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Tuesday, 30 August 2011

Les Miserables - Empire Theatre Arts

Queensbury West Theatre,
August 27th 2011

Les Miserables is one of those musical blockbusters which must constantly irk and mystify hostile and snotty theatre critics of yesteryear. They almost unanimously slagged it off as a load of pretentious, pop opera, rubbish which did little justice to Victor Hugo’s sprawling masterpiece. Twenty five years on and it is still giving out the old two fingers all over the world. The public loved it in 1985 and they still do. And it is easy to see why. The main characters are richly and simply drawn. The condensed narrative is surprisingly easy to follow. And the through composed music has a lyricism which is both heavenly and stimulating. In short, it knocks spots off most other modern musicals. If Boublil and Schonberg’s genius wasn’t fully recognised all those years ago, it certainly is now. Wherever it plays Les Mis and its barricades continues to pack them in.
But if the show is virtually gilt edged as an audience draw, it stills needs careful packaging and theatrical punch to make it the experience it deserves to be. Especially so if you are doing it as a summer school project in two weeks and involving sixty plus performers from ten to late teens. I am not sure whether directors Lucy O’Hare and Ashley Mead need certifying or canonising, but in Dunstable last week they proved that anything, given commitment and talent, is possible. However you look at it Empire Theatre Arts gave us an awesome production. The bare black stage and the copious use of atmospheric smoke effects allowed for seamless scene changes, and Fred Rayment’s superlative use of lighting did the rest. Easy really when you know how. I may have quibbled slightly at the over reliance on that smoke in act one, but in the revolutionary act two it really came into its own. Never more so than at the ghostly disappearance of the magnificent, essential, barricade. Dressed with the dead and dying and brilliantly lit by Mr Rayment you just gasped at the perfect theatricality.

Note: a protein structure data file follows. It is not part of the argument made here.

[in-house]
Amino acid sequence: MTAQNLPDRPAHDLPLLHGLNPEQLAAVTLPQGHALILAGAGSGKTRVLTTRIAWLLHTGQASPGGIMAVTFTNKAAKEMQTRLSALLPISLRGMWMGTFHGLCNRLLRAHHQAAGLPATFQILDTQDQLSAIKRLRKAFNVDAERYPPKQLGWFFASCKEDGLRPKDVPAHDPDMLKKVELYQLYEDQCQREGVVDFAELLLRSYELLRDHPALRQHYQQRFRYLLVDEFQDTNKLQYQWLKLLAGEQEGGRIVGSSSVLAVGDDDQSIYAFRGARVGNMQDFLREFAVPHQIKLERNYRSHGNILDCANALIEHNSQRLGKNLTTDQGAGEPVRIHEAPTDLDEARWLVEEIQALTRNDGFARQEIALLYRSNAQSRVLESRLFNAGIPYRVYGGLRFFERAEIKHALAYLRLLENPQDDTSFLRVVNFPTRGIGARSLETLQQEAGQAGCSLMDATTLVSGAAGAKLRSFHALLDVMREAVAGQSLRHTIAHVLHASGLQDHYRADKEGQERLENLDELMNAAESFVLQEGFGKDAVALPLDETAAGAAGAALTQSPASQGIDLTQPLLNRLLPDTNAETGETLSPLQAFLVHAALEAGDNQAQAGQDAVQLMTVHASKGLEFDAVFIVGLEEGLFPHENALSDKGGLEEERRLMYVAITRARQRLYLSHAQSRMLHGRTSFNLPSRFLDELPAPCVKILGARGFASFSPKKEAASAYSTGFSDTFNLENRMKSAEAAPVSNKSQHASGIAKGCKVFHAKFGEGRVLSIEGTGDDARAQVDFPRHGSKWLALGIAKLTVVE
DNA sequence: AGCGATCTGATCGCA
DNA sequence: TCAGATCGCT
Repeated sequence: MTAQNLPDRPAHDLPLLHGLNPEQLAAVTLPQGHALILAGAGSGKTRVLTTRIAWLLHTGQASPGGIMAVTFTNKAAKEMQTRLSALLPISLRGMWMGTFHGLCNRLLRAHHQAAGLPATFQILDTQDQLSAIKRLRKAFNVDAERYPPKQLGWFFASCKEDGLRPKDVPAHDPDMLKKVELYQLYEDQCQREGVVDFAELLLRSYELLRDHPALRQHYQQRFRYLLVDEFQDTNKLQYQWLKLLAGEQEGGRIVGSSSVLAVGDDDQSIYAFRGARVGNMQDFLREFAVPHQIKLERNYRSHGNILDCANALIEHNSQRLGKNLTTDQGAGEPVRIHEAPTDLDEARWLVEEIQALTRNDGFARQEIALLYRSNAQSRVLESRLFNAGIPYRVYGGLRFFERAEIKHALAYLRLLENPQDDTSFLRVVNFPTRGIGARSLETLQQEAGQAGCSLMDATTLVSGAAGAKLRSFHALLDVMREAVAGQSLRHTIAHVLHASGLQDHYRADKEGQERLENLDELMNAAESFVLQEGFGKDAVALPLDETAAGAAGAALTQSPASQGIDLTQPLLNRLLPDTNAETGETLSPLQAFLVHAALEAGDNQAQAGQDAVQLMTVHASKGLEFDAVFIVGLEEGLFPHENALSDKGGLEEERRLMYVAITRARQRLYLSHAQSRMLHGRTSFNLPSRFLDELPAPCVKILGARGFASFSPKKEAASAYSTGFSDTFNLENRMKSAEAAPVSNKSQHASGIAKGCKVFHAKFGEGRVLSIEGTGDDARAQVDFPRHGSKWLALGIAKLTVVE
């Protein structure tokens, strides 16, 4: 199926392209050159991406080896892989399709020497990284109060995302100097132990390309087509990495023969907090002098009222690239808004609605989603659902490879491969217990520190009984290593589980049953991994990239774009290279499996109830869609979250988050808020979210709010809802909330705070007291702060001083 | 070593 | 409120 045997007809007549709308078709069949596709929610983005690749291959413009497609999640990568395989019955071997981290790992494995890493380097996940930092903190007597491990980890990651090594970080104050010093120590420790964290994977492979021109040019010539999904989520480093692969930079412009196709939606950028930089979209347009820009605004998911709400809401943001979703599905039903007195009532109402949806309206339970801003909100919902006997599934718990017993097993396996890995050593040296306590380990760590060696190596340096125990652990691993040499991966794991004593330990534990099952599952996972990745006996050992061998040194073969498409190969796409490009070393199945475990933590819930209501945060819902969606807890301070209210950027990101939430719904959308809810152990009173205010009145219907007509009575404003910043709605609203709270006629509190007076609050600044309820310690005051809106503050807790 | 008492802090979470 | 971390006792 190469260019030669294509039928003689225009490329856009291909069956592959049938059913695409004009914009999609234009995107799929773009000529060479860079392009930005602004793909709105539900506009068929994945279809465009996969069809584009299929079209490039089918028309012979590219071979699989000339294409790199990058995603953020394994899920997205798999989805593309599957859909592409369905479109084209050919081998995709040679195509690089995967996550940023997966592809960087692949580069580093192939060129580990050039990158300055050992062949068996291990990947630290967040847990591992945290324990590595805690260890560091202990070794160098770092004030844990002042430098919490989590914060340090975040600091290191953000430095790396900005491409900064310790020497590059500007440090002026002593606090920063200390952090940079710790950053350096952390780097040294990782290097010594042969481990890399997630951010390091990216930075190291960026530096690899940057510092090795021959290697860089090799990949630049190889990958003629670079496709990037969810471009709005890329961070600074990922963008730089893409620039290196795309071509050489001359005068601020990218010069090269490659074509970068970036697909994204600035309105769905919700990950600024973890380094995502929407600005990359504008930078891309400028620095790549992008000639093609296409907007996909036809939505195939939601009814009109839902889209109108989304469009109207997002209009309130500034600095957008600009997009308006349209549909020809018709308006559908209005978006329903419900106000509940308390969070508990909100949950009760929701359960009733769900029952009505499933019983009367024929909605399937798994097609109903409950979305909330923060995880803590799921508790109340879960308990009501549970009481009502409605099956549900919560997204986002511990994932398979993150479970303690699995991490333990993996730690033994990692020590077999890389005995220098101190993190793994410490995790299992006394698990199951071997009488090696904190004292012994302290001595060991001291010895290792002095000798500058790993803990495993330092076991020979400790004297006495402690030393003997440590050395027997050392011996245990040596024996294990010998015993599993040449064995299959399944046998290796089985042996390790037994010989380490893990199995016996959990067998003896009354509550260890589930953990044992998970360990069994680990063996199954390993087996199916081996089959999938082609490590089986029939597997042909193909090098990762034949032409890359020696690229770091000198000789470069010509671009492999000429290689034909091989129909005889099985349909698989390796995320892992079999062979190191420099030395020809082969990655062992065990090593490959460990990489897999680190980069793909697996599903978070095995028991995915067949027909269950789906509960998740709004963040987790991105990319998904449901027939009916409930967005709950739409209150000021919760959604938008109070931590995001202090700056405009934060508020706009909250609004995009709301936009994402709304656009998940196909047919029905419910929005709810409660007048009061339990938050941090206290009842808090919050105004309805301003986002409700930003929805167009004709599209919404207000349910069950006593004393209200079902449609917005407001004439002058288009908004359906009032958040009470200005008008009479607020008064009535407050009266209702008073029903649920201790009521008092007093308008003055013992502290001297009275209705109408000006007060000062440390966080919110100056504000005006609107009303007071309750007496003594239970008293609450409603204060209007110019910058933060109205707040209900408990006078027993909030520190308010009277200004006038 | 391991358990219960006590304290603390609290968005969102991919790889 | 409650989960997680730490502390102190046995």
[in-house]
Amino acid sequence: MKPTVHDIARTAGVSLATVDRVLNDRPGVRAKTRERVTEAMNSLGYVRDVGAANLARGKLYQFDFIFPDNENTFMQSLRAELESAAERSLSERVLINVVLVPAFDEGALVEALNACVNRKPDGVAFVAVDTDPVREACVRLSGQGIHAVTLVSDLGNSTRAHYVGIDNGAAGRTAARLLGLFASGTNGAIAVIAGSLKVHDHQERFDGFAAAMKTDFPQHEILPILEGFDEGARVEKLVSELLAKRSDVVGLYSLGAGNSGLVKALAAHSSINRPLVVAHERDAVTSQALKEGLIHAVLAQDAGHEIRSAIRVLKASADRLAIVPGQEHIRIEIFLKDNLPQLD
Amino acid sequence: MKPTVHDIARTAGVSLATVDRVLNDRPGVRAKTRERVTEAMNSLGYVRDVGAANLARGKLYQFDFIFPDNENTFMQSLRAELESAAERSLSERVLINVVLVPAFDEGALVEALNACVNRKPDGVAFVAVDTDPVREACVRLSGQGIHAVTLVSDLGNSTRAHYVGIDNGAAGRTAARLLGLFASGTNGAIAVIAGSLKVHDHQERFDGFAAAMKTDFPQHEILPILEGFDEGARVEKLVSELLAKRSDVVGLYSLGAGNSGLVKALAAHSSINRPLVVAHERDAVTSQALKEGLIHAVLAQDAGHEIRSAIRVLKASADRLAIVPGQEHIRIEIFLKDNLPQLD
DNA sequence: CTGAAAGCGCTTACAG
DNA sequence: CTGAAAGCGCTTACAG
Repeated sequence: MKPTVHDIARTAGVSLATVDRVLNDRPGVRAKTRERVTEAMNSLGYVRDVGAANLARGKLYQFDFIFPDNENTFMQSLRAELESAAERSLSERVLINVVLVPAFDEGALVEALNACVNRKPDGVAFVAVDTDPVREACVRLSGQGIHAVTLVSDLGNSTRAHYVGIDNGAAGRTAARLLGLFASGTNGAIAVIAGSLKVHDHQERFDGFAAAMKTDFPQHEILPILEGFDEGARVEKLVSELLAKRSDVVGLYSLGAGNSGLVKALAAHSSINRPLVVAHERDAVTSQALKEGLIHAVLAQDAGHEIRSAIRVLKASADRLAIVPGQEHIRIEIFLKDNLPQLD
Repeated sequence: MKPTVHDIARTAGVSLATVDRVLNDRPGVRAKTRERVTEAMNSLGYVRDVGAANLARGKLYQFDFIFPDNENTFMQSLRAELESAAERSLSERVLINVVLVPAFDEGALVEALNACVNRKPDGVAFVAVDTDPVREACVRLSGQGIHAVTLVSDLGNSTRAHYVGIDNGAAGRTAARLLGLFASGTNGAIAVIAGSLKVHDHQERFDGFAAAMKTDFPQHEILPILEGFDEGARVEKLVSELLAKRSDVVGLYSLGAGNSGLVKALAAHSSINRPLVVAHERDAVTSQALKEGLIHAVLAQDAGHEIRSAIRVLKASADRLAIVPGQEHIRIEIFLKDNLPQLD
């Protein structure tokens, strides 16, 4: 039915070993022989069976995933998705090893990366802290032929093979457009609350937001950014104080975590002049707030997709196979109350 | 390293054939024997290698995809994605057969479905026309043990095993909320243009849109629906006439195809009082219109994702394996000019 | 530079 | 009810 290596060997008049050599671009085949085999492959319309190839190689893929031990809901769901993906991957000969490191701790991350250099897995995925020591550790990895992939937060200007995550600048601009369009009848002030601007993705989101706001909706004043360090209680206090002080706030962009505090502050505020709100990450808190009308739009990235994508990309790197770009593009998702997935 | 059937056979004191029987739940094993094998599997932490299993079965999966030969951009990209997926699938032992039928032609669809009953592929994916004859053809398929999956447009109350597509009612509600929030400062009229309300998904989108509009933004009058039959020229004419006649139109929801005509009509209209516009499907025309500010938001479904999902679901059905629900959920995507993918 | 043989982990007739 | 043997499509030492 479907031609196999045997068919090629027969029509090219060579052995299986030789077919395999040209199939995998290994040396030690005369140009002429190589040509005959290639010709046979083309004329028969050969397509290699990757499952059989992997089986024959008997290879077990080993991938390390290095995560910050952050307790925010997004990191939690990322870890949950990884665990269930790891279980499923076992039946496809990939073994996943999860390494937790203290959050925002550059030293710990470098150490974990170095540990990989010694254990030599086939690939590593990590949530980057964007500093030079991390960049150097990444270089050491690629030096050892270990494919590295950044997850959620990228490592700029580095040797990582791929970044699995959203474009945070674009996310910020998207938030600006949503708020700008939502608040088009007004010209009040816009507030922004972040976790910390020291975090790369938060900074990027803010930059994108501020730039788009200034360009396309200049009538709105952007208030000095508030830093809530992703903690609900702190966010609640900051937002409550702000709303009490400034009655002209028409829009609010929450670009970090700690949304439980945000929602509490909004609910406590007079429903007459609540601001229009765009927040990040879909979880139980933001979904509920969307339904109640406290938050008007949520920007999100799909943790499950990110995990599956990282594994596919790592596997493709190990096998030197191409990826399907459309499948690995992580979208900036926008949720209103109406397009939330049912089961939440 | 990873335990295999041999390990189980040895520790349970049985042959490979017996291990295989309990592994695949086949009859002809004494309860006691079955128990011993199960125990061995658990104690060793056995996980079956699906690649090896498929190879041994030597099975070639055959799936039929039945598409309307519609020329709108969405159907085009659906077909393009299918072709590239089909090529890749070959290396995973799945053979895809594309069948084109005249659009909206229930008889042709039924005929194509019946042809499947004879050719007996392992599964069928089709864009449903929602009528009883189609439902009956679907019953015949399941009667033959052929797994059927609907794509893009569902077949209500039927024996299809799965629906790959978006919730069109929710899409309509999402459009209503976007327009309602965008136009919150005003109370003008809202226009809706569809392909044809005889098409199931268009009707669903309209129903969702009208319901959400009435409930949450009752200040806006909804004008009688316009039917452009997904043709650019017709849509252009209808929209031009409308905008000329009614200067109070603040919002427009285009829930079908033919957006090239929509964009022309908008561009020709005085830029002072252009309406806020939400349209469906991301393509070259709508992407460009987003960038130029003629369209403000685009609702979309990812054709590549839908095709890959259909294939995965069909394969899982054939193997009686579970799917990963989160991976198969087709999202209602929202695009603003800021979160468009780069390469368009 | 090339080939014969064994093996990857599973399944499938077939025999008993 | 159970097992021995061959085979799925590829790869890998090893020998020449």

Given such astute packaging this show would have been an unqualified hit even if the individual performers had only been so-so. I mean, sixty youngsters. There are bound to be a few who drag it down. But whether by luck or sheer genius the two directors put together a team without a single weak link anywhere on the stage and firmly placed this production in the ‘magnificent’ category. Acting was truthful and sincere, ensemble playing was clever and disciplined, and much of the singing lifted and stirred this ageing, cynical, heart. A lot of credit for the latter must go to Graham Thomson’s sensitive and skilled musical direction, including evocative keyboards, but those in charge need the ones who strut the stage. And Miss O’Hare and Mr Mead combined the talents so well I am seriously thinking of taking up stamp collecting or fly fishing. I left thinking I couldn’t do that. Not in two weeks. Not ever.
With such a show you probably don’t receive any thanks for singling out any individual performer. You can’t mention them all and those neglected may feel they had less to offer. It ain't true folks. From the boy who constantly got slapped on his innocent head to the raucous lovely ladies of the night, all played their part. But of the main players Stuart Grey impressed for the maturity of his fugitive Valjean and Ollie Slade for the commanding presence of the nasty, but ultimately troubled, Javert. Katherine Knight touched the heart for the sincerity of the doomed Fantine and Tara Patterson and John Douglas were the superbly grotesque Thenardiers. I cannot pay Mr Douglas’s portrayal any higher accolade than that his brilliantly costumed scoundrel landlord invoked memories of Alun Armstrong. If he doesn’t think that is praise he should look him up. Imogen Gurney as Little Cosette and Katie Ross as the elder version both acted and sang with exceptional beauty, and James Clark and Jahale Juredini Mcleod showed in a multitude of roles the depth of this large cast.
Much of the action takes place against the background of a student uprising in 1832, hence those barricades that everyone knows so well, and Cameron Hay’s portrayal of revolutionary leader Enjolras particularly impressed. His character does not have any of the individual focus that much of the narrative allows (wot! no girlfriend) and he can easily get lost in all the action. But Mr Hay acted his part beautifully and died even better. His barricade sprawl is to be savoured by those who like such things. His companion in student arms, Jamie Pritchard as Marius, turned in a beautifully crafted performance and was well matched by the enchanting acting and singing of Pari Shahmir’s thwarted Eponine. Her ‘On My Own’ was exceptionally fine and one of my numerous highlights.
So I name you all these characters and don’t spell out a plot which has more strands to it than Agatha Christie at her convoluted best. Suffice to say it is all to do with the fugitive Valjean and the folks he gets involved with on his travels. Including a liberal helping of riots to give Les Mis a topical ring which, in truth, is always with us. But I quite like this sort of rioting from our youngsters. I may be old but I can engage with the young, especially when they are as talented as Empire Theatre Arts. I wonder what those pipe sucking, slippered and ageing theatre critics think in their old folk’s home. ‘Les Miserables? Won’t run for more than week.’ The world, over twenty five years, and Lucy O’Hare and Ashley Mead over three nights in Dunstable, have proved them spectacularly wrong. Magnificent. Haven’t I said that somewhere?

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